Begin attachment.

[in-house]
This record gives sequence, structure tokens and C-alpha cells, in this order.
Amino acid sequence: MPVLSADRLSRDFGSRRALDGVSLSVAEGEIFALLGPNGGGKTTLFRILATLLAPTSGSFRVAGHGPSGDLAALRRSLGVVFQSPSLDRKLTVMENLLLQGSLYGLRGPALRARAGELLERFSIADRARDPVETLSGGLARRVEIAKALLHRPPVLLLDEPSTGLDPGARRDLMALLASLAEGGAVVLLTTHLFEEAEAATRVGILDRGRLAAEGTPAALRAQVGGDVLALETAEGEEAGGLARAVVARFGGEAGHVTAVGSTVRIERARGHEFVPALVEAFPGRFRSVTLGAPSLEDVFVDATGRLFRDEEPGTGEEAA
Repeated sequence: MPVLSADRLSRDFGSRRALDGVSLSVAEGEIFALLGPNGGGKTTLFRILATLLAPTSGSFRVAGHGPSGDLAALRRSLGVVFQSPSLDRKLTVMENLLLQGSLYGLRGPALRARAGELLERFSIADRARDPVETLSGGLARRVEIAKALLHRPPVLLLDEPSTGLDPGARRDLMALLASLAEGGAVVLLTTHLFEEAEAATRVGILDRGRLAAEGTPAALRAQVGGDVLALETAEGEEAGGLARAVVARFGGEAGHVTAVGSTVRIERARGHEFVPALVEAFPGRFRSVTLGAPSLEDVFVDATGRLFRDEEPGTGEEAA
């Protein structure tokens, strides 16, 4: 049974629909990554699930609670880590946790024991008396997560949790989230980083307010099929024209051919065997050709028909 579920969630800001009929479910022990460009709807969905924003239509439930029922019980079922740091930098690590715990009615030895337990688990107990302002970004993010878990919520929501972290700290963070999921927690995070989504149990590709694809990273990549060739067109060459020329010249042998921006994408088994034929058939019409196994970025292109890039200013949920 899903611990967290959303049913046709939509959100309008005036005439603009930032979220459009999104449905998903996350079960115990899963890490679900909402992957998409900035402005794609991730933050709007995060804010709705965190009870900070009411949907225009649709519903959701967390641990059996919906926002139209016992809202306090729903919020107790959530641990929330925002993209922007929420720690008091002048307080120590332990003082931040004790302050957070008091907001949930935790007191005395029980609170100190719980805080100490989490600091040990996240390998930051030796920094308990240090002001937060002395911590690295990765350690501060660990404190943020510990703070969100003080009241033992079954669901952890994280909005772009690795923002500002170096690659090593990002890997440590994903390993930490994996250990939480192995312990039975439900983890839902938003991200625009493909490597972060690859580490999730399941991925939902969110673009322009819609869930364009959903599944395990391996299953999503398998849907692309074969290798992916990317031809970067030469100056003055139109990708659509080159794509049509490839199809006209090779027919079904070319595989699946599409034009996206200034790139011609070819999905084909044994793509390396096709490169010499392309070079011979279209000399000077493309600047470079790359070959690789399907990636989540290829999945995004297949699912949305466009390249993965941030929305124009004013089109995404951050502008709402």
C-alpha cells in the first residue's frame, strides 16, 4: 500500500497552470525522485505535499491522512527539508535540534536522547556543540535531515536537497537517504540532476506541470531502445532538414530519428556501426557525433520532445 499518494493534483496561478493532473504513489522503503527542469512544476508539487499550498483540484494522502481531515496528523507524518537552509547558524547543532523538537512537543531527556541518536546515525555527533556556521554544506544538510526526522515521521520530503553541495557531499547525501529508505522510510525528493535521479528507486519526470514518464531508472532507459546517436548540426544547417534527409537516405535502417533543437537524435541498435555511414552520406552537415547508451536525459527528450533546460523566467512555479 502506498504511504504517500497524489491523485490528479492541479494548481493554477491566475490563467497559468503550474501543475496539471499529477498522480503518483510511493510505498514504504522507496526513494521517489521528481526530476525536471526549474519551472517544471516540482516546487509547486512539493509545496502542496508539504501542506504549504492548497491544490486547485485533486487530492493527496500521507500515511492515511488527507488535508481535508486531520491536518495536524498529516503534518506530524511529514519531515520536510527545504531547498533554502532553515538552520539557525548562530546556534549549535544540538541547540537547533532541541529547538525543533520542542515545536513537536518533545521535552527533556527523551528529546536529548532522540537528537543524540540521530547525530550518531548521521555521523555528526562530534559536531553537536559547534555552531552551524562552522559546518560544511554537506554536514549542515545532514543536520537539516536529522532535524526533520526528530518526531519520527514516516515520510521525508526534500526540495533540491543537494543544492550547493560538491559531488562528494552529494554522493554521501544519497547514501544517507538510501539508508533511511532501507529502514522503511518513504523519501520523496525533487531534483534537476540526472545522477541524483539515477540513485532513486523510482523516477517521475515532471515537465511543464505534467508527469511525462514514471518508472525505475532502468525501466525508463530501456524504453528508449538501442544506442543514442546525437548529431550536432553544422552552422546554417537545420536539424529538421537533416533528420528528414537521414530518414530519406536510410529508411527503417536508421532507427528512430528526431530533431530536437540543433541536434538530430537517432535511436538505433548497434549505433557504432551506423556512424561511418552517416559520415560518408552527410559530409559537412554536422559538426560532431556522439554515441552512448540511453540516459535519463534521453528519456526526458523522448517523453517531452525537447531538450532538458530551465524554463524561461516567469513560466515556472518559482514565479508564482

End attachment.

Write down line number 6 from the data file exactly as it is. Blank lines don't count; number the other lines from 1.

C-alpha cells in the first residue's frame, strides 16, 4: 500500500497552470525522485505535499491522512527539508535540534536522547556543540535531515536537497537517504540532476506541470531502445532538414530519428556501426557525433520532445 499518494493534483496561478493532473504513489522503503527542469512544476508539487499550498483540484494522502481531515496528523507524518537552509547558524547543532523538537512537543531527556541518536546515525555527533556556521554544506544538510526526522515521521520530503553541495557531499547525501529508505522510510525528493535521479528507486519526470514518464531508472532507459546517436548540426544547417534527409537516405535502417533543437537524435541498435555511414552520406552537415547508451536525459527528450533546460523566467512555479 502506498504511504504517500497524489491523485490528479492541479494548481493554477491566475490563467497559468503550474501543475496539471499529477498522480503518483510511493510505498514504504522507496526513494521517489521528481526530476525536471526549474519551472517544471516540482516546487509547486512539493509545496502542496508539504501542506504549504492548497491544490486547485485533486487530492493527496500521507500515511492515511488527507488535508481535508486531520491536518495536524498529516503534518506530524511529514519531515520536510527545504531547498533554502532553515538552520539557525548562530546556534549549535544540538541547540537547533532541541529547538525543533520542542515545536513537536518533545521535552527533556527523551528529546536529548532522540537528537543524540540521530547525530550518531548521521555521523555528526562530534559536531553537536559547534555552531552551524562552522559546518560544511554537506554536514549542515545532514543536520537539516536529522532535524526533520526528530518526531519520527514516516515520510521525508526534500526540495533540491543537494543544492550547493560538491559531488562528494552529494554522493554521501544519497547514501544517507538510501539508508533511511532501507529502514522503511518513504523519501520523496525533487531534483534537476540526472545522477541524483539515477540513485532513486523510482523516477517521475515532471515537465511543464505534467508527469511525462514514471518508472525505475532502468525501466525508463530501456524504453528508449538501442544506442543514442546525437548529431550536432553544422552552422546554417537545420536539424529538421537533416533528420528528414537521414530518414530519406536510410529508411527503417536508421532507427528512430528526431530533431530536437540543433541536434538530430537517432535511436538505433548497434549505433557504432551506423556512424561511418552517416559520415560518408552527410559530409559537412554536422559538426560532431556522439554515441552512448540511453540516459535519463534521453528519456526526458523522448517523453517531452525537447531538450532538458530551465524554463524561461516567469513560466515556472518559482514565479508564482